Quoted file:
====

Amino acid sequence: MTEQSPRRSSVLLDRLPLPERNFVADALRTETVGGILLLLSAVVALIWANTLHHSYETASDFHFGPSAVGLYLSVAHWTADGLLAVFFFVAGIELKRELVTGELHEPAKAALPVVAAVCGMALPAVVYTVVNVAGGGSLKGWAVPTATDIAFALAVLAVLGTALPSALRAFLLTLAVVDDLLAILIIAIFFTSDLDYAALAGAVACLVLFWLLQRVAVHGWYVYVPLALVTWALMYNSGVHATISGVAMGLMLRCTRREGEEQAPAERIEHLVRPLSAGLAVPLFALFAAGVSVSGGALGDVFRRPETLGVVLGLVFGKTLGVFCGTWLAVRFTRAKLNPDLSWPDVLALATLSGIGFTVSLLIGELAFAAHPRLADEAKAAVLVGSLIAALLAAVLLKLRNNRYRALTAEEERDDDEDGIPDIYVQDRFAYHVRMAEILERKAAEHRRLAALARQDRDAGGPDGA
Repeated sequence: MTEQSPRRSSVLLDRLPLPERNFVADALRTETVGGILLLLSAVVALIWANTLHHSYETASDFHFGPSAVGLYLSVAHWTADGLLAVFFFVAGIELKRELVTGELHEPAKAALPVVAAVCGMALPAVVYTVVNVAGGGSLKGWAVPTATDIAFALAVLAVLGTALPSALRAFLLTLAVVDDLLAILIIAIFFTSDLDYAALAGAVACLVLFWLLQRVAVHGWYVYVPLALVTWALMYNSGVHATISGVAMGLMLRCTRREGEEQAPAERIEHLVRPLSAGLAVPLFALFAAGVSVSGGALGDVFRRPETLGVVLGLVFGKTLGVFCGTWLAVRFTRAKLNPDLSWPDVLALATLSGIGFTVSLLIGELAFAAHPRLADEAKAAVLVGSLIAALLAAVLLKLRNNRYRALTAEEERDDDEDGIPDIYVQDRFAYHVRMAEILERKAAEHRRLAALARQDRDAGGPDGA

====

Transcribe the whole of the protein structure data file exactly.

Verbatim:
Amino acid sequence: MTEQSPRRSSVLLDRLPLPERNFVADALRTETVGGILLLLSAVVALIWANTLHHSYETASDFHFGPSAVGLYLSVAHWTADGLLAVFFFVAGIELKRELVTGELHEPAKAALPVVAAVCGMALPAVVYTVVNVAGGGSLKGWAVPTATDIAFALAVLAVLGTALPSALRAFLLTLAVVDDLLAILIIAIFFTSDLDYAALAGAVACLVLFWLLQRVAVHGWYVYVPLALVTWALMYNSGVHATISGVAMGLMLRCTRREGEEQAPAERIEHLVRPLSAGLAVPLFALFAAGVSVSGGALGDVFRRPETLGVVLGLVFGKTLGVFCGTWLAVRFTRAKLNPDLSWPDVLALATLSGIGFTVSLLIGELAFAAHPRLADEAKAAVLVGSLIAALLAAVLLKLRNNRYRALTAEEERDDDEDGIPDIYVQDRFAYHVRMAEILERKAAEHRRLAALARQDRDAGGPDGA
Repeated sequence: MTEQSPRRSSVLLDRLPLPERNFVADALRTETVGGILLLLSAVVALIWANTLHHSYETASDFHFGPSAVGLYLSVAHWTADGLLAVFFFVAGIELKRELVTGELHEPAKAALPVVAAVCGMALPAVVYTVVNVAGGGSLKGWAVPTATDIAFALAVLAVLGTALPSALRAFLLTLAVVDDLLAILIIAIFFTSDLDYAALAGAVACLVLFWLLQRVAVHGWYVYVPLALVTWALMYNSGVHATISGVAMGLMLRCTRREGEEQAPAERIEHLVRPLSAGLAVPLFALFAAGVSVSGGALGDVFRRPETLGVVLGLVFGKTLGVFCGTWLAVRFTRAKLNPDLSWPDVLALATLSGIGFTVSLLIGELAFAAHPRLADEAKAAVLVGSLIAALLAAVLLKLRNNRYRALTAEEERDDDEDGIPDIYVQDRFAYHVRMAEILERKAAEHRRLAALARQDRDAGGPDGA